Beau's only concern is not being left behind. He loves the dog sitter and her two Collies, especially Bonnie, who plays hide and seek with him around the pond in their back yard and who lays with him in the sun. But he he likes going on trips with us even more. Beau likes to be wherever his people are. That's why he lays on my clothes as I pack instead of the floor where normal dogs lay. 

He doesn't need to worry, though. He's coming with. 

Me and R and Beau are going to pack up all our many things (efficiently) and drive for lots of hours until we get to the Land of Beer and Cheese Curds and Packers Pre-Season and Both of Our Families and A Reunion with All My Best Friends and Lots of Good Food and Drinks and Mild Mid-70's Weather. 

And I'm not going to care how much I packed because I'm going to be so happy to be in that Land that I won't have a care in the world. 

See you then! 

Sunday, August 4, 2013

horsing around.

Every once in a while Pretty much on the daily, I am an awesome wife who does nice incredibly thoughtful things for the man I love. Last weekend was one of those times. 

After being gone for way too long, I figured R and I needed a little romantic retreat. I planned a surprise trip to Western Virginia for a couple nights in a mountain cabin and a day of hiking, then we'd drive down to Asheville, North Carolina for some beer tasting and some night life. My big surprise went off wonderfully and R was really excited. In addition to no cell service (which equals solitude), we had such a great time of reconnecting together. It's like we didn't know we needed a weekend away until we were there and it was JUST what we needed to really close the door on this deployment and start to feel like ourselves again. 

 Here are some of the other things that made our trip so awesome: 


The cabin we stayed at is owned by people who also run a horse rescue. The pastures where the horses graze came right up to the driveway of the cabin. Naturally, being this close to any animal that wasn't in a zoo was pretty exciting for me. I named the horses and kept tabs on them and frequently walked down to the driveway to make sure they were still okay. Yes. I am a little ridiculous when I am not in the city. 


Naturally, being this close to wine is something I feel much more comfortable with.


We also did a little playing with our fancy DSLR camera, which R knows much more about than I do, and he was showing me the basics. I think he makes a fantastic subject. 


After a gloriously lazy, rainy morning, we headed out to climb Mount Rogers, the highest point in Virginia. R has a goal of climbing the highest peaks in each of the 50 states. I accompanied him for a few of them, and some he's done on other trips. This was part of the surprise for him, so he could check another off his list. Mt. Rogers made Peak # 6. 



The summit was unfortunately entirely anticlimactic. It was a short, but tough hike up and the thick tree cover and muddy trails made for a depressing end point. We actually heard other hikers come up after us and miss the summit marker entirely, only to walk back and give a lack luster, "Oh. Here it is. We passed it."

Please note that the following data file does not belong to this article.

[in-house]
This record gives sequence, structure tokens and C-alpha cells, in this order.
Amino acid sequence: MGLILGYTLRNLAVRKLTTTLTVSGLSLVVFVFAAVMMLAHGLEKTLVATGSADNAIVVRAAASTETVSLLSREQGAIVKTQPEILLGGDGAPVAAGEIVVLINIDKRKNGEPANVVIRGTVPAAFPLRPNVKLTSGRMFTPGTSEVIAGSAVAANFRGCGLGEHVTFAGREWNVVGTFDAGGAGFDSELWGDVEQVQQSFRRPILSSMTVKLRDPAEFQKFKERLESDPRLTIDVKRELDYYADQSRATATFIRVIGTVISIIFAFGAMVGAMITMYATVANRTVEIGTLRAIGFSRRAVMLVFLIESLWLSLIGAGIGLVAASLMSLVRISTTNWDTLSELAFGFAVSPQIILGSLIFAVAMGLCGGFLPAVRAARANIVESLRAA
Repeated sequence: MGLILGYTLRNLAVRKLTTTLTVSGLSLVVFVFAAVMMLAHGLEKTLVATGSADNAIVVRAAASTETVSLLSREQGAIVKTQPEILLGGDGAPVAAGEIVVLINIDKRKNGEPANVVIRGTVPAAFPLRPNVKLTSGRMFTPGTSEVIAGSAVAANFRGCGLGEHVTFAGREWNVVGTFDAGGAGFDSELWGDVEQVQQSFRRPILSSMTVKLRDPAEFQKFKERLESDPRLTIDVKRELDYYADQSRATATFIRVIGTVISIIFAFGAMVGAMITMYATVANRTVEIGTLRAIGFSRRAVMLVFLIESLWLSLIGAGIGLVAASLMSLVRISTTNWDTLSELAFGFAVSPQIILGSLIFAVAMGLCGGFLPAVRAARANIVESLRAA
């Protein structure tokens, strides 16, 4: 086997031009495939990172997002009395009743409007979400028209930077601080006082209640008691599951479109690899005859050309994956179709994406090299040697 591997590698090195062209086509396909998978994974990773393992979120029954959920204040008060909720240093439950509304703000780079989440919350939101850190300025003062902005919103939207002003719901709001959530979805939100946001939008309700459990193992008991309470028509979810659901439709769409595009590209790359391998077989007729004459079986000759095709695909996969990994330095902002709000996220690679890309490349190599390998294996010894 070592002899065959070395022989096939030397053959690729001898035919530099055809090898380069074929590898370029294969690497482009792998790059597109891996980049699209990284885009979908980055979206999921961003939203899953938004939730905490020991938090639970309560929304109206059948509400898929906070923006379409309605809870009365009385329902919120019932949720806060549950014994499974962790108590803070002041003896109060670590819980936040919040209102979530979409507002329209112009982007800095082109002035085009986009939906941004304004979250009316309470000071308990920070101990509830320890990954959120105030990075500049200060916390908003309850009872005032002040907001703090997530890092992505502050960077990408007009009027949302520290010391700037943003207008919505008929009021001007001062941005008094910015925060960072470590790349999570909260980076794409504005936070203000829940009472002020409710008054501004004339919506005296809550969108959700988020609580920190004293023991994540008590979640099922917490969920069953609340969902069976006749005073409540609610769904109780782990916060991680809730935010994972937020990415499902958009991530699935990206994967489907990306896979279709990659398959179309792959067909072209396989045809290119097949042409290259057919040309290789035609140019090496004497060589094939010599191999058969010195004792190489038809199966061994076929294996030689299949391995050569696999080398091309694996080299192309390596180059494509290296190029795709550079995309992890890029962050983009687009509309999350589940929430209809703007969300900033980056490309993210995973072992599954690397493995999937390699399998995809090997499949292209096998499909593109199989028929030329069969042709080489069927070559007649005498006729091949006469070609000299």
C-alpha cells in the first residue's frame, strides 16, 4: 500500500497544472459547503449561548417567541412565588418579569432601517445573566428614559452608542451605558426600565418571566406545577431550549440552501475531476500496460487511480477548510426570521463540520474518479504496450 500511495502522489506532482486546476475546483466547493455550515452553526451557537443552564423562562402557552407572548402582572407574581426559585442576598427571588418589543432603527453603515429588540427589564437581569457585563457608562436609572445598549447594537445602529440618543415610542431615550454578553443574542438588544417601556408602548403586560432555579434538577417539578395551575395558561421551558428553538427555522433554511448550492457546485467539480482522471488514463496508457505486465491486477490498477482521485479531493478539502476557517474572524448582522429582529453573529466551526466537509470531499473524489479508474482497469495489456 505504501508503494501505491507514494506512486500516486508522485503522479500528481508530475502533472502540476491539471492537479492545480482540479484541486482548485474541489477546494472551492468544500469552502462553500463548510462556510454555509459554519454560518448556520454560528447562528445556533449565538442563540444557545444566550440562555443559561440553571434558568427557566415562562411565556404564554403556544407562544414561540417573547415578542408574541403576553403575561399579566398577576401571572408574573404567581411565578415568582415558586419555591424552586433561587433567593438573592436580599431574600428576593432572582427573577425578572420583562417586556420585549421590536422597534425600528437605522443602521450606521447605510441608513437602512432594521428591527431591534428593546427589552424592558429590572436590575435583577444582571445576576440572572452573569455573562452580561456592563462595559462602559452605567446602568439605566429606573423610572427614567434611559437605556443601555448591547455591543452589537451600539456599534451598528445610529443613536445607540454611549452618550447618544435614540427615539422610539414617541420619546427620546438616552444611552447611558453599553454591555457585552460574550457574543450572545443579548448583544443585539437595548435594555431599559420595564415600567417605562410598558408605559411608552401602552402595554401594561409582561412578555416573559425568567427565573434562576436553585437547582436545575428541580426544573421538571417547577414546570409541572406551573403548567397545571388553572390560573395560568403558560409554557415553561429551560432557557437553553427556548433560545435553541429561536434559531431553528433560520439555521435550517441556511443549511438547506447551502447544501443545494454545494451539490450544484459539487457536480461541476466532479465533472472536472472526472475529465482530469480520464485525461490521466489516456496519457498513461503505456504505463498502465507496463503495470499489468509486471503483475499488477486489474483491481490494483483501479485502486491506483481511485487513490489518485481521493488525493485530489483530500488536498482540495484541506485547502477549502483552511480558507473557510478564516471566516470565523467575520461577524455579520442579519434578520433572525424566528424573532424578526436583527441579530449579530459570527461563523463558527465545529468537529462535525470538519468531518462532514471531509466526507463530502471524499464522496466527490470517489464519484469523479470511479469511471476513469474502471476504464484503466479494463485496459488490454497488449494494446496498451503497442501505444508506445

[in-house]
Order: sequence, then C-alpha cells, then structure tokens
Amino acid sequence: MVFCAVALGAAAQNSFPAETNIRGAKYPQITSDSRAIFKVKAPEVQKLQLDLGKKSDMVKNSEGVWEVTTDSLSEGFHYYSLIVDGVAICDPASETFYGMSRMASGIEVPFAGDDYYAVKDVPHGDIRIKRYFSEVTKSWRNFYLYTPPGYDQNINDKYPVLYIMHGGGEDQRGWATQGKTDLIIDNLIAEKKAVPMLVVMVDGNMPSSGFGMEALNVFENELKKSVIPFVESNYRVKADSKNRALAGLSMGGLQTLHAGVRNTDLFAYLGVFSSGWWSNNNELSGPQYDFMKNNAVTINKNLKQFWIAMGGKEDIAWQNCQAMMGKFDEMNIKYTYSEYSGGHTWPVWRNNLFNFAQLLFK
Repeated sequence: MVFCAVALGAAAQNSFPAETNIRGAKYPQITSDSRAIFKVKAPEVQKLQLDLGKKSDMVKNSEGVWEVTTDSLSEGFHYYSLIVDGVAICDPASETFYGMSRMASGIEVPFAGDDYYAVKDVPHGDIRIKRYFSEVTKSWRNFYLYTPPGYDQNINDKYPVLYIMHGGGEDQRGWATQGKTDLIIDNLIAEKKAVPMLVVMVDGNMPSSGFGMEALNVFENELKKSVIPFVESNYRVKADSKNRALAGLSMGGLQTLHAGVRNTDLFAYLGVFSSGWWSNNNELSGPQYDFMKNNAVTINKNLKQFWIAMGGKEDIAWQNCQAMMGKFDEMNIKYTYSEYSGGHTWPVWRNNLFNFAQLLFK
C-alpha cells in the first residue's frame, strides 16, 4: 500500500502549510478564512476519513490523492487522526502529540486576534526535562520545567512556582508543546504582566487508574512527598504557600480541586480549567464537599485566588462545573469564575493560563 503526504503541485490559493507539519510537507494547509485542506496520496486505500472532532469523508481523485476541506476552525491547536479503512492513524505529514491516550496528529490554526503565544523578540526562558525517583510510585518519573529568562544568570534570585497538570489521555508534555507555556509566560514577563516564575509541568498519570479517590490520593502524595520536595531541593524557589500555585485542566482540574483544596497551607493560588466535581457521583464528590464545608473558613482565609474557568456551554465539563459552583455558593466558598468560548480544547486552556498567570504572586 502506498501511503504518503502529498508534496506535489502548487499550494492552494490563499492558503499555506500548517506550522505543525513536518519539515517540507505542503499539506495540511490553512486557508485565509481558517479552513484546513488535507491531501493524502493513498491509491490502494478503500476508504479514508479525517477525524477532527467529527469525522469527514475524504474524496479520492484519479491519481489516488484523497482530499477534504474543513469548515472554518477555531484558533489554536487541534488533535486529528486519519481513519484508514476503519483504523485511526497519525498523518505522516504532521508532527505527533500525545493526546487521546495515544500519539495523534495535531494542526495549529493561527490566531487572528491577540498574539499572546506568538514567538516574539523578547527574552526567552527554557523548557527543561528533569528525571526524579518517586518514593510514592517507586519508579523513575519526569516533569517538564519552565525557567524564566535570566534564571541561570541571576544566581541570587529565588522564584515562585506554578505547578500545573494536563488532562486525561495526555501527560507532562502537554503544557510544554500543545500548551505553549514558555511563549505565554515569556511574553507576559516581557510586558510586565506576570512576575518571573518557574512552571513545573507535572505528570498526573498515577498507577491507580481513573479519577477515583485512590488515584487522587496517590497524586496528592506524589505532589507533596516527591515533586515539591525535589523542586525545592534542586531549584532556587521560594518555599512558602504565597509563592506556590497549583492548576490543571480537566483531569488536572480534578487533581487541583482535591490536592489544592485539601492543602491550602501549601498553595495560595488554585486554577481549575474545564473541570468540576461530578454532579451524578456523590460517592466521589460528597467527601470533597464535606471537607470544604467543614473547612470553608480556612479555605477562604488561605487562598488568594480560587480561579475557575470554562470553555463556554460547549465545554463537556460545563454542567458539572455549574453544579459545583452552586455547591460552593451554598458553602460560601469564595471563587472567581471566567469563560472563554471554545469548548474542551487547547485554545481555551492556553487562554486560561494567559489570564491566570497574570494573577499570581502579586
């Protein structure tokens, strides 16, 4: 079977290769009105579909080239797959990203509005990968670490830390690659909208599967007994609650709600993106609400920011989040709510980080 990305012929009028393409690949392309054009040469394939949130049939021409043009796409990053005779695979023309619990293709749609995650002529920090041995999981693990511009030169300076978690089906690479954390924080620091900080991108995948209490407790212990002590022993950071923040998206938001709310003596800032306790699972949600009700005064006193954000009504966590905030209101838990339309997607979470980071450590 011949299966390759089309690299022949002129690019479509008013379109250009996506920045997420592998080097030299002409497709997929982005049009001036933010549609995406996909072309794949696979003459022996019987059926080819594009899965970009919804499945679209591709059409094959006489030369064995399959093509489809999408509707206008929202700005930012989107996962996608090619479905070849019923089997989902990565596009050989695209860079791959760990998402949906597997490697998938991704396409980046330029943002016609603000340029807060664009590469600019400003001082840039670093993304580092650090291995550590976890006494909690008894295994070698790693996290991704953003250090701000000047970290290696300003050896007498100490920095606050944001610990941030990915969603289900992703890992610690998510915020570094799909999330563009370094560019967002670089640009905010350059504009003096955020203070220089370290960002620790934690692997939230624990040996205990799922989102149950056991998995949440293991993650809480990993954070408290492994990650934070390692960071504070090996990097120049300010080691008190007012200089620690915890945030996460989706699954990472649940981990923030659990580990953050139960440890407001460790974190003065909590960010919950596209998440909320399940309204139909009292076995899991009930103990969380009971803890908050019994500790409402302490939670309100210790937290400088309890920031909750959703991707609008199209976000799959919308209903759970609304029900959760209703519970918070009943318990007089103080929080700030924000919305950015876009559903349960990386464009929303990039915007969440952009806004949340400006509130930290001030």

Some of the views at the top were worthwhile, though. 


However, we were rewarded on the way down with this little run in! The state park is known for wild ponies and signs at the trail head let people know the etiquette, (no feeding, no harassing. Who would harass a wild pony!?) On the way up we saw a few in the distance, but we didn't really get a close look at them. But on the way down, this mama and her colt were right on the trail!  

Mama was pretty aloof and minded her own business while she munched on grass, but baby was very curious about us. 


I thought getting up close to the horses by the cabin was pretty much the most amazing animal encounter I'd ever had. Well I just about lost my mind when this little baby girl let me pet her and she nibbled my hand looking for a treat. (I am probably breaking park rules by petting her, so please don't report me to the nature police...I did not feed her, though! And I didn't even think of harassing her. In fact, I probably made a fool of myself talking to her in baby talk and treating her like she was Black Beauty.) I was never a horse kid growing up, but I think I regressed to an 8 year old girl that afternoon. After we left, I just kept turning to R with a perma-grin and saying, "Did you see that?! Did you see me pet the baby pony!?" 


After our hike and pony adventure, we grilled out and sipped bourbon drinks while we watched the sun set. I mean, it really doesn't get much better than that. I'm pretty sure I dreamed of horses that night. 


The next day we left the cabin for Asheville, NC; a very cool city with a seriously cool craft beer scene. There are somewhere around 15 breweries in and around the city, and new ones are opening all the time. We did our best to visit as many as we could in a walking distance from our hotel downtown. We were pretty successful... which explains the lack of pictures. 


On the way out of Asheville, R said he had one quick stop to make. Turns out the highest point in North Carolina, Mount Mitchell, wasn't far off our route, and (lucky for me) it's a peak you can drive to! So, with almost no effort at all, R checked Peak #7 off the list. 


The view at the top of Mt. Mitchell was way more rewarding, even though it only cost us a lazy 100 yard walk. Although, sadly, there were no horses on this trail.

It was a wonderful, relaxing weekend filled with beautiful scenery, good drinks, and the very best company.